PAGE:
At the time, I was patrolling the east side of Cooke County, an area known by law enforcement officers, including DPS, to have a higher rate of property crimes, such as theft.   It is an area in which arrests for the possession and sale of illicit drugs is-and was at the time-also higher.   In my experience, it would not be unusual to see a luxury sports car in the vicinity of Lake Kiowa.   It would not be unusual to encounter a luxury sports car whose driver was exceeding the speed limit.   It was, however unusual and suspicious to encounter a late model luxury sports car whose driver engaged in maneuvers that were plainly dangerous to himself, his passenger, and other motorists on FM 902, in an apparent attempt to evade an otherwise routine traffic stop.

Within approximately one-and-a-half minutes of my initial move to turn on my vehicle's emergency lights, the suspect driver has escalated the seriousness of his criminal offenses from speeding, a class C misdemeanor to reckless driving, a class A misdemeanor to evading authorities, state jail felony.

This stretch of FM 902 is open country.   I saw no pedestrians and traffic was light in both directions.

During the pursuit along FM 902, I maintained radio contact with Cooke County Sherriff's Dispatch, reporting my location, direction, and the general description of the vehicle.

FM 902, westbound, ends at FM 372.   This is a t-intersection.   A right turn onto FM 372 heads north toward Gainesville, approximately one mile from the intersection.   A left turn onto FM 372 heads south, away from Gainesville and toward Lake Ray Roberts.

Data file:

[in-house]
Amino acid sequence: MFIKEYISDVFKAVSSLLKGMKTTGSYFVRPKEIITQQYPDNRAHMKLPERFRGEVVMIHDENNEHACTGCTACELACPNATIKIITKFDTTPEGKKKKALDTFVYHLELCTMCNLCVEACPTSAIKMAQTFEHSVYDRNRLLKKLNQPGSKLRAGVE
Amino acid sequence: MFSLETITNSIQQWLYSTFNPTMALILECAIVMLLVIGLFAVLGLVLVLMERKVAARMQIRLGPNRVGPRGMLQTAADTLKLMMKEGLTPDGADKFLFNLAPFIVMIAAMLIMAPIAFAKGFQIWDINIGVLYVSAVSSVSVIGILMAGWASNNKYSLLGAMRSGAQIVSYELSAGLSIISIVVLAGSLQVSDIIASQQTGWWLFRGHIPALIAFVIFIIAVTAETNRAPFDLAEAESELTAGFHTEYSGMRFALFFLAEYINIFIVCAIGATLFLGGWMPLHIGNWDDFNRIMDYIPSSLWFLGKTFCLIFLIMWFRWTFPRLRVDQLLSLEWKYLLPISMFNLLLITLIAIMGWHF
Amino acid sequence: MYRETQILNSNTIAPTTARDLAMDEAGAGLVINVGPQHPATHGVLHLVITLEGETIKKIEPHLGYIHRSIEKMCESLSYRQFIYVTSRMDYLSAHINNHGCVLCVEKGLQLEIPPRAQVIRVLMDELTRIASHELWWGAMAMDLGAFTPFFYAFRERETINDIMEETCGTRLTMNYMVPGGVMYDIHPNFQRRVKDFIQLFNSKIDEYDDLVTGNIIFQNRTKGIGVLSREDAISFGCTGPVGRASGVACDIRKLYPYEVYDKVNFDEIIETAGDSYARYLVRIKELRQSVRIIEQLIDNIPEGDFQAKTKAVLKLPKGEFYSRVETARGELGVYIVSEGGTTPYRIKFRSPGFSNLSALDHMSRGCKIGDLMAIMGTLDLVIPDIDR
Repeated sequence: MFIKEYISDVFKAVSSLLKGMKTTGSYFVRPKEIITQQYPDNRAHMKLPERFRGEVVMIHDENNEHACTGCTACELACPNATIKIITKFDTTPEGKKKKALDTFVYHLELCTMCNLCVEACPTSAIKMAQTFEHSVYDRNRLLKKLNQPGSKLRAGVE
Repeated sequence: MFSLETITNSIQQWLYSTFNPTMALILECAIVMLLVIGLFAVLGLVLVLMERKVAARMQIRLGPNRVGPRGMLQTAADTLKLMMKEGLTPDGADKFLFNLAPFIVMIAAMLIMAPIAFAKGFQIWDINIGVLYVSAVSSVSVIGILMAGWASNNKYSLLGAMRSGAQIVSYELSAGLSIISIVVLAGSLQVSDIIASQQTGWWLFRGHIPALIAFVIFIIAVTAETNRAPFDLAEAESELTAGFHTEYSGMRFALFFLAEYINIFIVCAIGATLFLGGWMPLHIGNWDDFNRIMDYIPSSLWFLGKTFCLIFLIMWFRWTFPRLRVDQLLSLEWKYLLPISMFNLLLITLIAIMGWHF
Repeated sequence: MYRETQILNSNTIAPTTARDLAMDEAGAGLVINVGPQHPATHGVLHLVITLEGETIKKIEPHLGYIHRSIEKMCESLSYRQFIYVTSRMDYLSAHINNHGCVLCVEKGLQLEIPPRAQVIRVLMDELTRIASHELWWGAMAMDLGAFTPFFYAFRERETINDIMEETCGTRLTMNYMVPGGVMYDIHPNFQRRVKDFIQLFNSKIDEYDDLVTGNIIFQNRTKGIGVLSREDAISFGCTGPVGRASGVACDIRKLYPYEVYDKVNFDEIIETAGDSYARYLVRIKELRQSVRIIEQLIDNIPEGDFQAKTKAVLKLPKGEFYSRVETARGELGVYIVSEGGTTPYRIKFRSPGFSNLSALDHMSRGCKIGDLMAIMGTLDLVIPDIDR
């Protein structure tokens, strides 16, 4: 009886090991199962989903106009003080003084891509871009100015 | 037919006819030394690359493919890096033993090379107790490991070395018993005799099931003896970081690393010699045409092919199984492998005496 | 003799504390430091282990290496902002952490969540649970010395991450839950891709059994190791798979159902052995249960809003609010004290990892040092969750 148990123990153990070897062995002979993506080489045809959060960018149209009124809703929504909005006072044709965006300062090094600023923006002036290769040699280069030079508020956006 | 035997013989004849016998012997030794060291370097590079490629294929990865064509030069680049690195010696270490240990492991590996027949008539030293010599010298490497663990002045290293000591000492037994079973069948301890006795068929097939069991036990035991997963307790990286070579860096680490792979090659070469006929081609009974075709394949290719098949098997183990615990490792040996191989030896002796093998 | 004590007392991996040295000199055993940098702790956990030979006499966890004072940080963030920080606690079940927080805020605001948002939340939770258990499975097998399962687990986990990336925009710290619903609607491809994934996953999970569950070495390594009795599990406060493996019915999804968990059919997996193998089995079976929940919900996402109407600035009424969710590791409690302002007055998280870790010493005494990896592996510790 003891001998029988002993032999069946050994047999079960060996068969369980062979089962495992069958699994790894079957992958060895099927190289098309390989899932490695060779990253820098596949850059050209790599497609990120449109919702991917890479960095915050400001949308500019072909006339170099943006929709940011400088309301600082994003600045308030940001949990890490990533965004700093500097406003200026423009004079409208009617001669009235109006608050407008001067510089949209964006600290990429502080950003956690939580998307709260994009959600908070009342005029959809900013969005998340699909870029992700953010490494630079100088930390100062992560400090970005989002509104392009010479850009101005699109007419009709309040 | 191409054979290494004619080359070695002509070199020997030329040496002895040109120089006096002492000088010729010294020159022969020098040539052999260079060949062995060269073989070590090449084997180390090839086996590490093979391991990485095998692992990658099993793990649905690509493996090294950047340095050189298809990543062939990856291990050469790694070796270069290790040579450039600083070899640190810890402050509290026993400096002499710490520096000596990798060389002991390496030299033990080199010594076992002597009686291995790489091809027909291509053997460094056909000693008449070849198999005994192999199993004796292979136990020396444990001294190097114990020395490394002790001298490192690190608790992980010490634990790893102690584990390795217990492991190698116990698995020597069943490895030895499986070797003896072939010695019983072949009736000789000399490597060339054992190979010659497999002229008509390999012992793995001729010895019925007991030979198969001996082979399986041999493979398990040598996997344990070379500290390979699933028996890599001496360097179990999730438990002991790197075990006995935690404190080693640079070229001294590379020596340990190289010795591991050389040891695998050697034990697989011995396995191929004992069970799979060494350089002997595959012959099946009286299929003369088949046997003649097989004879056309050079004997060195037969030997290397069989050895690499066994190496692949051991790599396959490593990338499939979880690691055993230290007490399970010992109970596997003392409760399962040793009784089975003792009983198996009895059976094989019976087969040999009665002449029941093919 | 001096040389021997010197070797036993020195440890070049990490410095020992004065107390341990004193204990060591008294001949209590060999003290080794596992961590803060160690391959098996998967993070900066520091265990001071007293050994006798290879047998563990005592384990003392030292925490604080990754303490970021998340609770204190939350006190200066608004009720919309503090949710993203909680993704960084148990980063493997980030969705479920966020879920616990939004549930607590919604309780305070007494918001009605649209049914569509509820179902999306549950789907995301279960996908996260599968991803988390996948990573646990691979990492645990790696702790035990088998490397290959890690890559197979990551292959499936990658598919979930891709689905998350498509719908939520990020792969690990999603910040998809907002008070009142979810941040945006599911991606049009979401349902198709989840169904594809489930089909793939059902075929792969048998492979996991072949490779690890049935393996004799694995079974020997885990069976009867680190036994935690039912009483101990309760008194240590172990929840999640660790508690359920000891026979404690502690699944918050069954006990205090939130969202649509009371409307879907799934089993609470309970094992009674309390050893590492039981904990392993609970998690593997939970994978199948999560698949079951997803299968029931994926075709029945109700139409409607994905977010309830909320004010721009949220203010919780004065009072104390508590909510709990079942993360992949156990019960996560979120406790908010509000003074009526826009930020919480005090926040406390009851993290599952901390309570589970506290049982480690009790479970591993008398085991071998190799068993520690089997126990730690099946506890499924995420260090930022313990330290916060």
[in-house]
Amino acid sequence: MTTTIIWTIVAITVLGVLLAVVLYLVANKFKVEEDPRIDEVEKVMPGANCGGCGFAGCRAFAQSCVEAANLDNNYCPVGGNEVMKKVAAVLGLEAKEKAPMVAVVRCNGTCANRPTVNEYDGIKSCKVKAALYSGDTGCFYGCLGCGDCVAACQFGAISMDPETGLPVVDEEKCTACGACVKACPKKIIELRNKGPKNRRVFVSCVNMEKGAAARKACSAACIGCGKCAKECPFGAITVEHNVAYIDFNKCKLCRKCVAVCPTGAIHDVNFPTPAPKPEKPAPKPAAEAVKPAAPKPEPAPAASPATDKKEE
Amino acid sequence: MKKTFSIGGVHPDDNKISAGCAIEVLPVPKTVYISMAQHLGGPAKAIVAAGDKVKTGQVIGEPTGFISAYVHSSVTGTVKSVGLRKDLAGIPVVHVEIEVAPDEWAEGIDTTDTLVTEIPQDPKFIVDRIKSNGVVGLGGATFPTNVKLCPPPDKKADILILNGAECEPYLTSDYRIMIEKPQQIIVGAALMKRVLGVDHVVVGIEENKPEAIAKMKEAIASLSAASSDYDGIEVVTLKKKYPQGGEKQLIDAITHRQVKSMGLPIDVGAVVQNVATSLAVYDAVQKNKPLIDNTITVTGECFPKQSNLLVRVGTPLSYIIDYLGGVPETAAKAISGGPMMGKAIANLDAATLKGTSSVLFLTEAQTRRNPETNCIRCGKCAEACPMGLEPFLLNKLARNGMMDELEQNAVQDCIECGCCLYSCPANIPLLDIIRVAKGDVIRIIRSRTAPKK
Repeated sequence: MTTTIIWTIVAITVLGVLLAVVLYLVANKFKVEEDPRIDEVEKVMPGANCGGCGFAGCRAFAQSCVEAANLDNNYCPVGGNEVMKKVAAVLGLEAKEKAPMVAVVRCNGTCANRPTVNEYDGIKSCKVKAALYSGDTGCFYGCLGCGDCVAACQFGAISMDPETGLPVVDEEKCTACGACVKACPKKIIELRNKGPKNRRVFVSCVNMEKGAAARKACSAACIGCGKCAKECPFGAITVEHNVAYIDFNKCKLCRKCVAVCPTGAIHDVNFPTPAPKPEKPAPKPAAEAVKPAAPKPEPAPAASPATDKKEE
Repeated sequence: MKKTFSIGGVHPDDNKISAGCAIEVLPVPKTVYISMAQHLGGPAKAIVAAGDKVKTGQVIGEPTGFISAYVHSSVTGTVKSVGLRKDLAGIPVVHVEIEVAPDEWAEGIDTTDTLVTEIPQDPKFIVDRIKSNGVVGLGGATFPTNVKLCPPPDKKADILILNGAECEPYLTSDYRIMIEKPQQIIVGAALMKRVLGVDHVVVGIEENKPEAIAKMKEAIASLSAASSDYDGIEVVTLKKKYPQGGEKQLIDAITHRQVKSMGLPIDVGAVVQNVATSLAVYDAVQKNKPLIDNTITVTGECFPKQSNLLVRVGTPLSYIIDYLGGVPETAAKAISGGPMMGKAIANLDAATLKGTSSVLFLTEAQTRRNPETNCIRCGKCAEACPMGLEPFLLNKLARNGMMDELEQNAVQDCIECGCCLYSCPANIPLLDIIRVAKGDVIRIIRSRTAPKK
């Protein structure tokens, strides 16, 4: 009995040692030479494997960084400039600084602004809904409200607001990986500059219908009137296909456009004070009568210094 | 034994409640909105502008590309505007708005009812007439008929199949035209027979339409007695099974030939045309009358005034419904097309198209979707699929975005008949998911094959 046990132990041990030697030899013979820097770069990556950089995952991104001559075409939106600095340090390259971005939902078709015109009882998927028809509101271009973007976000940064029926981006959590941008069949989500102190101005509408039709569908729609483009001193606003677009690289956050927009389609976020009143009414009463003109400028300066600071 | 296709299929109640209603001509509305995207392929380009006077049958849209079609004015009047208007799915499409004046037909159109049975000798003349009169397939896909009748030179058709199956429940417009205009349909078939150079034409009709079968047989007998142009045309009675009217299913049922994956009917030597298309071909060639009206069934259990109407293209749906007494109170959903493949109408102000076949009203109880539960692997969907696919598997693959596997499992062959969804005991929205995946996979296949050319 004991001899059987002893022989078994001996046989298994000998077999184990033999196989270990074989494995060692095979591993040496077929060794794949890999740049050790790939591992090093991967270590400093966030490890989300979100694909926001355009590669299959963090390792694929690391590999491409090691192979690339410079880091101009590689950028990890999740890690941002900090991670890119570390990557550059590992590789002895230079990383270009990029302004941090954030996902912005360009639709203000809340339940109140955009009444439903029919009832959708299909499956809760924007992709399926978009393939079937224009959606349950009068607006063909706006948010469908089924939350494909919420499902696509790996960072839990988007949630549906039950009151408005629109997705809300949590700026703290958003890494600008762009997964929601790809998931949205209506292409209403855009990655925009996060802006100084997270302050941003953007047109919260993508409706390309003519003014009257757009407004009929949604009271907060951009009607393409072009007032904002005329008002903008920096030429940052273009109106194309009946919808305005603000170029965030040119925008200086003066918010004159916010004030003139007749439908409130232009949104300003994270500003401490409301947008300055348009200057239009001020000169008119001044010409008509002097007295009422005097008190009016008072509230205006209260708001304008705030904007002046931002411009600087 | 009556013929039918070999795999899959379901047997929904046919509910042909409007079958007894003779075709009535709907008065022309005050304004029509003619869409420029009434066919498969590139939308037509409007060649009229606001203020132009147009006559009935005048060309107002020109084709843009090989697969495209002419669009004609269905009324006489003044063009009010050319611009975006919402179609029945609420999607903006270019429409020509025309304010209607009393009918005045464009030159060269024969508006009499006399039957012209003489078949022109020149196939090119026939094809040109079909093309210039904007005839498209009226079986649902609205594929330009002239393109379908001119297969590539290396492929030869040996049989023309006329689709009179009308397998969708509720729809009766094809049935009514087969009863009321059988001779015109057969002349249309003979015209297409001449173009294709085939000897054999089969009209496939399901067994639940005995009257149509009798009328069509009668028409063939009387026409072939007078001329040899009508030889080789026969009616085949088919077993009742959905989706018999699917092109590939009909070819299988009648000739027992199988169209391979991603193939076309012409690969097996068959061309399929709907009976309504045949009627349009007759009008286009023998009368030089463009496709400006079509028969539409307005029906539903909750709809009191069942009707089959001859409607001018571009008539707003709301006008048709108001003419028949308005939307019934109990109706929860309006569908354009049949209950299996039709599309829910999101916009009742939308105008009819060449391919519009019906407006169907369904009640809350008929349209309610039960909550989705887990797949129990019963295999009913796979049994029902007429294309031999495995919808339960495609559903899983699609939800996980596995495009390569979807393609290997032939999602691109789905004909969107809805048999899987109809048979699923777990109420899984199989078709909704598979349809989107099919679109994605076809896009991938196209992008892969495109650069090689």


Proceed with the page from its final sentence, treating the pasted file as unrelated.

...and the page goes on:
From the time I turned around to drive westbound on FM 902, my pursuit of the suspect vehicle occurred over a period of some two-and-a-half minutes.   Over approximately the first two minutes, I came to believe that I was unable to catch up the vehicle.   I estimated the vehicle's speed to range between 100-and-150 miles-per-hour.   I estimate my vehicle's top speed to have been 115 miles-per-hour.   I also realized that I was losing ground due to the reckless manner in which the suspect was driving.   While he passed other vehicles without regard to the safety of others, I observed the no passing zones.   I also slowed down for other westbound vehicles in front of me, waiting until they pulled over before proceeding to pass by them.

I had not determined the identity of the driver or passenger, the make or model of the vehicle, or the vehicle's license plate number.   Therefore, I had no information with which to trace the suspect or vehicle.

My initial radio call to the Sheriff's Department, requesting assistance, was acknowledged immediately and I understood that help was on the way.   As the suspect approached the intersection of FM 902 and FM 372, I saw two patrol vehicles sitting in the intersection with emergency lights flashing, waiting for the suspect to arrive.   I, then, witnessed the suspect drive past the patrol cars, making a right turn on FM 372 in the direction of Gainesville.